I think I hit a nerve with this go green conversation. Several people wrote after the last post. Some said, “Egads, I’m going in circles too, I just want someone to tell me what to do.” Others said, “Hey, I’ve got some swell ideas. Check out these links.”
So I figured, why not mash people up and get everyone talking to each other. Because, as we all know, it takes a (blogger) village.
First there is Elya. She sent me an email—she already drives an electric car, and now she and Jon want to convert their house to renewable energy. They are smack in the middle of unraveling the solar panel question(s): How much? How long? Who installs? Do we still get a bill from the utility? Do they pay us for generating energy?
Elya is super smart. She’s an attorney and loves to make graphs and do research. She understands things like upfront costs, tax credits, financing and break-even points. I, on the other hand, make my decisions in a different way. Do I like the color? Does it make me feel good? Does it contribute to world peace? It’s a good thing there are both Elyas and Davias in this world!
Here’s what Elya’s found so far. The start-up cost for Tesla Solar panels is $17,000. Hefty. The federal government will give you $7,500 in tax credits (don’t quote me, but I think that means that if you owe $8,500 in taxes, you subtract $7,500 and pay $1,000 in taxes. But like I said, this part is not my strong suit). Okay, $9,500 is a bit more manageable, but Elya currently pays very little in taxes, so the tax credit deal is useless to her. She told me it would take them eight years to break even. For people who can take advantage of the credit, it takes five years. She and Jon checked out another company whose start-up cost is $20,000 but has better financing. They’re still pondering their next move.
Elya asked me if California offered incentives for solar power. I shrugged my shoulders. Don’t know. But I bet Madam Google knows, so I searched around online. I still don’t know the definitive answer, but it seems like the feds are the only ones giving incentives.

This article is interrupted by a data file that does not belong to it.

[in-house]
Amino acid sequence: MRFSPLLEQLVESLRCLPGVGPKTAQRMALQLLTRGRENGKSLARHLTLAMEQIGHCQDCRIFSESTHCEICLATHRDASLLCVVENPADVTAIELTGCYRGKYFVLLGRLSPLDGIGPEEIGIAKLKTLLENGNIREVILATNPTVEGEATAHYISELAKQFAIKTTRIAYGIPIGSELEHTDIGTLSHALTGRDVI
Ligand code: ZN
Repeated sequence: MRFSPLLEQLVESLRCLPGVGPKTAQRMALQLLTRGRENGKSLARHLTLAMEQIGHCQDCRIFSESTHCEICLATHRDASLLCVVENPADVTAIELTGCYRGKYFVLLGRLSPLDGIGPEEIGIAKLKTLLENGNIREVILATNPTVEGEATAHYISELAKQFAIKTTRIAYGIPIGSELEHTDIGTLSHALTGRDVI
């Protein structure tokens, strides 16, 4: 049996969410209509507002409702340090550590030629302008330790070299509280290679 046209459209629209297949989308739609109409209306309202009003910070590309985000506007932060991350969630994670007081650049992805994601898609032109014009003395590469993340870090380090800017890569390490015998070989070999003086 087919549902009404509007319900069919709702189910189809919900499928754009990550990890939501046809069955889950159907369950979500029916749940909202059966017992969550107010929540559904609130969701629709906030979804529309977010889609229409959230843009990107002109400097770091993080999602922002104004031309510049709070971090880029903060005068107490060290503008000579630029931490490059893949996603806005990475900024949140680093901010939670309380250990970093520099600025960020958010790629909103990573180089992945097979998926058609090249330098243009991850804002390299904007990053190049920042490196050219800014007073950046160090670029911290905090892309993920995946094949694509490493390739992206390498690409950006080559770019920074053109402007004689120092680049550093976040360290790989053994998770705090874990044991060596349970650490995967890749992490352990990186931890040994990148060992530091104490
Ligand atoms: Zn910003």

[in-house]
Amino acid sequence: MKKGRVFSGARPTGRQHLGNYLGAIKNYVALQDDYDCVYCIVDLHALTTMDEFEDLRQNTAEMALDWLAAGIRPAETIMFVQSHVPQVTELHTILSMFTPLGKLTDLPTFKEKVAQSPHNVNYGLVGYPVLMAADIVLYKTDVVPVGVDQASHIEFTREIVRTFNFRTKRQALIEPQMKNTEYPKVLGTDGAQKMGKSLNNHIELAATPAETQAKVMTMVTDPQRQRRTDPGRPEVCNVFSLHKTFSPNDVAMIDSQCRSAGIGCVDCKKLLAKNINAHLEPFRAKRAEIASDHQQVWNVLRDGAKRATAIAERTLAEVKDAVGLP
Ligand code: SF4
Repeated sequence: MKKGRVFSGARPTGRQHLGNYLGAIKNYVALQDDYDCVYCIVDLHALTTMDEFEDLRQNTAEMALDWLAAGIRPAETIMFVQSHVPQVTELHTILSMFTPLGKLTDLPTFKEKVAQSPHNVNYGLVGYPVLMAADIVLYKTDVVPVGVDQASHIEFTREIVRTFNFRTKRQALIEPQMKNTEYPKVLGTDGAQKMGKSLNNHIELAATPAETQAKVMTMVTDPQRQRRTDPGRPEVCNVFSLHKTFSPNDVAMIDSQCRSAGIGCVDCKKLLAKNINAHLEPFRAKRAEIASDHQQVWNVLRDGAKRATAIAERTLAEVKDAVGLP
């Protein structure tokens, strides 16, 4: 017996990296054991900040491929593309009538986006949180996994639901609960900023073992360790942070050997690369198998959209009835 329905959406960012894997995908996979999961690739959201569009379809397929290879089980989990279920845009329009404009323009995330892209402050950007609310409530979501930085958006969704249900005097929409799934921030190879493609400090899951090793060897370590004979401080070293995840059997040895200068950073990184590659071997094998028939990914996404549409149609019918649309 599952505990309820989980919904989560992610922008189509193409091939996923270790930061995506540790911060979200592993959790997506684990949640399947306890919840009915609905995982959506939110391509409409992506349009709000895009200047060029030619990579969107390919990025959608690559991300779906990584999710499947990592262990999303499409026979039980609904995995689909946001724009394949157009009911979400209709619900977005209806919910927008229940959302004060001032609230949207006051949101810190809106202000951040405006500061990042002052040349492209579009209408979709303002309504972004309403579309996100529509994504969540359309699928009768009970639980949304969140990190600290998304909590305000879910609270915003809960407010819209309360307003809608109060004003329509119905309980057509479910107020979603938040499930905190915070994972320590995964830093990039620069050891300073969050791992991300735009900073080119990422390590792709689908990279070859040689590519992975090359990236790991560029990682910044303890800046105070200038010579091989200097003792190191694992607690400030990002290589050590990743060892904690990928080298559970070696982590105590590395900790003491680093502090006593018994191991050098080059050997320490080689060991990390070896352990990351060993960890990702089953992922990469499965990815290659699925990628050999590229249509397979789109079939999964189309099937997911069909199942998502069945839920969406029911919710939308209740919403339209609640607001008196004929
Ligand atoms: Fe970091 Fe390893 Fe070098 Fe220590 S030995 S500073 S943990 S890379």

I did find this definitive information, however: California–for all its renewable energy bravado–is knee deep in oil. Makes you scratch your head, doesn’t it? But it is slowly weaning off dirty and onto clean energy. Here’s what else I learned:
- California is one of the top producers of crude oil in the nation, accounting for 6% of total U.S. production in 2016.
- California has the third largest share of petroleum reserves and is the third largest producer of petroleum in the U.S. after Texas and North Dakota
- California’s non-CO2 emitting electric generation categories (large hydroelectric, nuclear and renewable generation) accounted for 50%of total in state generation compared to 40% in 2015.
Elya’s roof remains naked at this writing. But that’s not the point of this post. I’m here to get us talking. To get us thinking about our lights and water and gas and oil and wind and sun. To get us up and out and in action. I’m not an expert. I’m not a scientist. My name is Davia, my favorite color is blue, and it feels good to be talking, listening, and taking action.